97. Memorandum of Conference With President Eisenhower 0

Others Present

  • Vice President Nixon
  • Secretary Herter
  • Secretary Anderson
  • Secretary Quarles
  • General Taylor
  • Mr. Allen Dulles
  • Mr. Gordon Gray Asst. Secretary Merchant
  • Mr. Lay
  • General Goodpaster
  • Major Eisenhower

The President called this meeting as the result of learning that the contingency plans currently in effect covering a possible closing of the corridors to Berlin are not adequate. He began the meeting by announcing that we are here to consider the attitude that we will take in the face of the current Berlin situation.

Secretary Herter presented the basic State Department position by stating that we have now discovered that our initial position (that the GDR may be considered as agents of the Soviets) no longer applies. This conclusion he has reached because of: (a) the Soviet note of November twenty-seventh, which was received after the formulation of the U.S. position, and (b) the violence of the reaction of Chancellor Adenauer. Thus, since we do not recognize the GDR as agents of the Soviets, if GDR officials attempt to stamp or examine our papers, the question is what do we do?

Mr. Herter went on to explain that the draft message under consideration, which is designed for transmittal to the U.S. Embassy in Bonn,1 is to be used as a paper for tabling at an Ambassadorial level talk to our allies in Bonn.

This contingency plan message, and the four-power discussions with relation to it, should not be confused with the four-power discussions [Page 173] which are soon to take place at the Ministerial level during the NATO meeting in Paris. This Ministerial level meeting is designed to formulate an official answer to the Soviet note of November twenty-seventh. It had been recommended that this matter be considered in NATO rather than in Bonn because of the rigid attitude of the British Ambassador in Bonn. The decision had emanated from the recommendation of Ambassador Bruce in Bonn.

The President agreed that this message would be all right for discussion purposes with our allies. He then went on to explain some of the difficulties which he visualizes. First of all, the U.S. now finds itself in a different situation from that in which the present agreements were formulated. These agreements came about at a time when all four powers were occupiers, which we no longer are. In the President’s view, the U.S. made an error in attempting to control Germany from Berlin, so far behind the Russian lines. But he also recognizes that we now have pledges in the form of two million Germans in West Berlin, and we must stay there for their protection if nothing else. Since the present agreements were formulated, we have recognized West Germany and the Soviets have recognized East Germany. Since we refuse to recognize East Germany, our position with respect to Berlin can best be described as a “can of worms.”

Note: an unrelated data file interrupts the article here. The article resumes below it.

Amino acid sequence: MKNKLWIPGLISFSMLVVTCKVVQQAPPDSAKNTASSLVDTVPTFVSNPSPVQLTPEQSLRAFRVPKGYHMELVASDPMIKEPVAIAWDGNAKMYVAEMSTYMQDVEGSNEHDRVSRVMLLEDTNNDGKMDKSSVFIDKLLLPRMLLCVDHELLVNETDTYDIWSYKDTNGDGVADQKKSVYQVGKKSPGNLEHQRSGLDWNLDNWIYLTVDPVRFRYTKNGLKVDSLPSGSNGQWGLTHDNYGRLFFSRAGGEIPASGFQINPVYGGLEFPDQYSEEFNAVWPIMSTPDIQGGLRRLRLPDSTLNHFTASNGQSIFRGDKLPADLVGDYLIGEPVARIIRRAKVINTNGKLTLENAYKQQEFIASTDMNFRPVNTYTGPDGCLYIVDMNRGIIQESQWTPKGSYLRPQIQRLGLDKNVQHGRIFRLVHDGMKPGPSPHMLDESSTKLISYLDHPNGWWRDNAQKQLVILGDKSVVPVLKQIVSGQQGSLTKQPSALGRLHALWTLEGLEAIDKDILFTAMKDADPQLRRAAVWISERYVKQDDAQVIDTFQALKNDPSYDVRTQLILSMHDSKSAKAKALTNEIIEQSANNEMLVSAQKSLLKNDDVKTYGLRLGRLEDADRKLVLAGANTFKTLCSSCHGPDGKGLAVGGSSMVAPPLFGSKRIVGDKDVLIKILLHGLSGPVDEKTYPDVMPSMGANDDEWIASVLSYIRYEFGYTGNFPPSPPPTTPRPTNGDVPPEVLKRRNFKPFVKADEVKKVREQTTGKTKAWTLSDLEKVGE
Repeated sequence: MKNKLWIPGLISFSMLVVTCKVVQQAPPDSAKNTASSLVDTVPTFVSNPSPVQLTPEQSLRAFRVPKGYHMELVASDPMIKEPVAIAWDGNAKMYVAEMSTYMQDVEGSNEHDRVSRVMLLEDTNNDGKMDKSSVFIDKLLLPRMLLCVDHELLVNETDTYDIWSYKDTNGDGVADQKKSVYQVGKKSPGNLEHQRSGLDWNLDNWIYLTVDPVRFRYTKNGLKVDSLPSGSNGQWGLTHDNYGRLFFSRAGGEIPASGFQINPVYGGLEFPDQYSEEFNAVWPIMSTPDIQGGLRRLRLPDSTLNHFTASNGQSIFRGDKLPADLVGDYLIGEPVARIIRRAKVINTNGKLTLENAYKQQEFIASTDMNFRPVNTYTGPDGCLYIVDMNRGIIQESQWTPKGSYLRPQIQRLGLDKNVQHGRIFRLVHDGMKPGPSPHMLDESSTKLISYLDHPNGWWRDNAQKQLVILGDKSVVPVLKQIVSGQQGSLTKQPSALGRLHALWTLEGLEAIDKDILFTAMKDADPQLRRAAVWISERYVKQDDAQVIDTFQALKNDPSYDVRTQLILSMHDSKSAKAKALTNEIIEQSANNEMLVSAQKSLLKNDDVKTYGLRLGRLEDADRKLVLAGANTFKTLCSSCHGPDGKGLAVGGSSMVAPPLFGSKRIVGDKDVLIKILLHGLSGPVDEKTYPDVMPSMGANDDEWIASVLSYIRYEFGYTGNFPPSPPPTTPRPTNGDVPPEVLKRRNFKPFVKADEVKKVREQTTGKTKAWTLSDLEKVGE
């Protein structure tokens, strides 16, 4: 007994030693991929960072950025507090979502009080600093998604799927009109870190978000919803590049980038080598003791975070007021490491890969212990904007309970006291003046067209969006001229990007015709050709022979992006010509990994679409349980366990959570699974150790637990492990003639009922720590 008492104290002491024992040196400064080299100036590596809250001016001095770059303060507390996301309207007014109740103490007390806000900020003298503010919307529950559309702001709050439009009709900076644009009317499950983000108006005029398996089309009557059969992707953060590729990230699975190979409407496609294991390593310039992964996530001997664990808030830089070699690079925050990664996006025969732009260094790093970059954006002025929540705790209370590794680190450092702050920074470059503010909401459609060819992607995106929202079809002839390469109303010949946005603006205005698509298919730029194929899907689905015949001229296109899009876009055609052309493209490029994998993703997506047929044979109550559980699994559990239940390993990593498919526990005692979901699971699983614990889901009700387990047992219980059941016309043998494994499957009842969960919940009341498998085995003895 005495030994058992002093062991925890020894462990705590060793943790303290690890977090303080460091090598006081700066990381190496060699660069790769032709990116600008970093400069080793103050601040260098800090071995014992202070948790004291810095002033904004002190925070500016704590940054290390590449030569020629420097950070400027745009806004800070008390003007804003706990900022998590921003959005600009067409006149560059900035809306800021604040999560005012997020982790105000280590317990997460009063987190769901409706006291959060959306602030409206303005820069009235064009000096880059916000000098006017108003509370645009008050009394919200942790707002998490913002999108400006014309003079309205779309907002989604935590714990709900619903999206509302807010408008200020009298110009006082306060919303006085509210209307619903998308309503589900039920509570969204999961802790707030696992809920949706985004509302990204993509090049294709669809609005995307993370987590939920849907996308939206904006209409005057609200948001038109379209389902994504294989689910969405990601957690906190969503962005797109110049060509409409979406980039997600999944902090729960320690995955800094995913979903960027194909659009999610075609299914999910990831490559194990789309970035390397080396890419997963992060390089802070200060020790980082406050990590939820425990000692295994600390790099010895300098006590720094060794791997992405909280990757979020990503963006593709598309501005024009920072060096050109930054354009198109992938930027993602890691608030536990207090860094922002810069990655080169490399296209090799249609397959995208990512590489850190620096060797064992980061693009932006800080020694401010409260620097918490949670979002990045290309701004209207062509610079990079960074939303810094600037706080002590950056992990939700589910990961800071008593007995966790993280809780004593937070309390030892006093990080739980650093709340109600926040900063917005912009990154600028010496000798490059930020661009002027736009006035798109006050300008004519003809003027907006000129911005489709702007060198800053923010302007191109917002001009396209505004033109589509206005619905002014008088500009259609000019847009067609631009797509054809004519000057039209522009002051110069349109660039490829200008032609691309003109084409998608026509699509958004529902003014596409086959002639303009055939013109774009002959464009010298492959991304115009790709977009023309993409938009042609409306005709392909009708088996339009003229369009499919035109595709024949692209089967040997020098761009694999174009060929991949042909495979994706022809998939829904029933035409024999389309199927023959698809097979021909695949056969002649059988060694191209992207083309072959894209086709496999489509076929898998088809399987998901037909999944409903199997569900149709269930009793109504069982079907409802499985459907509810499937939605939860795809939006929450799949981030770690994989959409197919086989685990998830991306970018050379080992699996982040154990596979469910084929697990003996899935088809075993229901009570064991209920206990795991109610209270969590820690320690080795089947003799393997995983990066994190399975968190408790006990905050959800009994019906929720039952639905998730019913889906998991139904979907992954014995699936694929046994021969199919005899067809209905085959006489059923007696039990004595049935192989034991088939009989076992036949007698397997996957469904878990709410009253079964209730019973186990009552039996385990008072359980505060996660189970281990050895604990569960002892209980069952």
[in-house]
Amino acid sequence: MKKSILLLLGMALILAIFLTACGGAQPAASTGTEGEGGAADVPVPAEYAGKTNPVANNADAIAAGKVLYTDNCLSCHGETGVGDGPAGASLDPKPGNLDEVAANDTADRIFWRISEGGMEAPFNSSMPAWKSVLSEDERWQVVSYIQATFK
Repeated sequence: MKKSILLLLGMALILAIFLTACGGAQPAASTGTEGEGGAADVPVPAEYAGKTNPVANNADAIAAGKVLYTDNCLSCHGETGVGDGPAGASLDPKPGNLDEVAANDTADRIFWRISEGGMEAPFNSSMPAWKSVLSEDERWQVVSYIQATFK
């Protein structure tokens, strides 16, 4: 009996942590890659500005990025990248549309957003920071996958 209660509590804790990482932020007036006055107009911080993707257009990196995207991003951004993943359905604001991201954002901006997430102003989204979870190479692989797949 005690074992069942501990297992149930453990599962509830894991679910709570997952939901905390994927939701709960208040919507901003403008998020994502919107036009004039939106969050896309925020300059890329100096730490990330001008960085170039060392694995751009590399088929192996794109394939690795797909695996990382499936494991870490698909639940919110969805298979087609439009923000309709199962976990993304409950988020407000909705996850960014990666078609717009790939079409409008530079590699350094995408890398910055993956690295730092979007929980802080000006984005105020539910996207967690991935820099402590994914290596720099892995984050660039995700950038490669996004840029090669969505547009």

The President then referred to a conversation which he had recently with Secretary Dulles.2 At this time the two had agreed that negotiation with the Chinese Communists and the GDR to leave our prisoners in their hands has not in itself resulted in recognition. The problem is, where do we go from here? We are in a position of using an obsolete agreement with a former occupying power as a basis on which to force our way into Berlin. In conclusion, the President stated that this paper is acceptable to table for discussion purposes with our allies, with recognition of the magnitude of the problem facing us.

The President then turned to another aspect of the problem, to wit, the definition of the term “token force.” Mr. Quarles suggested that the key to the “token force” idea is to avoid letting the situation slip to the point that the force must become a major invasion. Our position must be to meet the first indications resolutely.

The President, in general agreement with this idea, questioned whether we shouldn’t make it clear to the Russians that we consider this no minor affair. In order to avoid beginning with the white chips and working up to the blue, we should place them on notice that our whole stack is in this play.

[Page 174]

Mr. Herter then shifted the conversation to a British paper received the other day (State Department Daily Summary, December 11)3 in which the focus was thrown on the issue of interference with our rights of access, and the matter of recognition downgraded. On this matter, the President stated that in some of the reports he had seen, Brandt has complicated the issue by taking a softer attitude toward the prospect of a free city (including all zones) than does Adenauer. On this, Mr. Dulles, seconded by Mr. Herter, stated that Brandt has made one statement to that effect but that his position is not quite clear.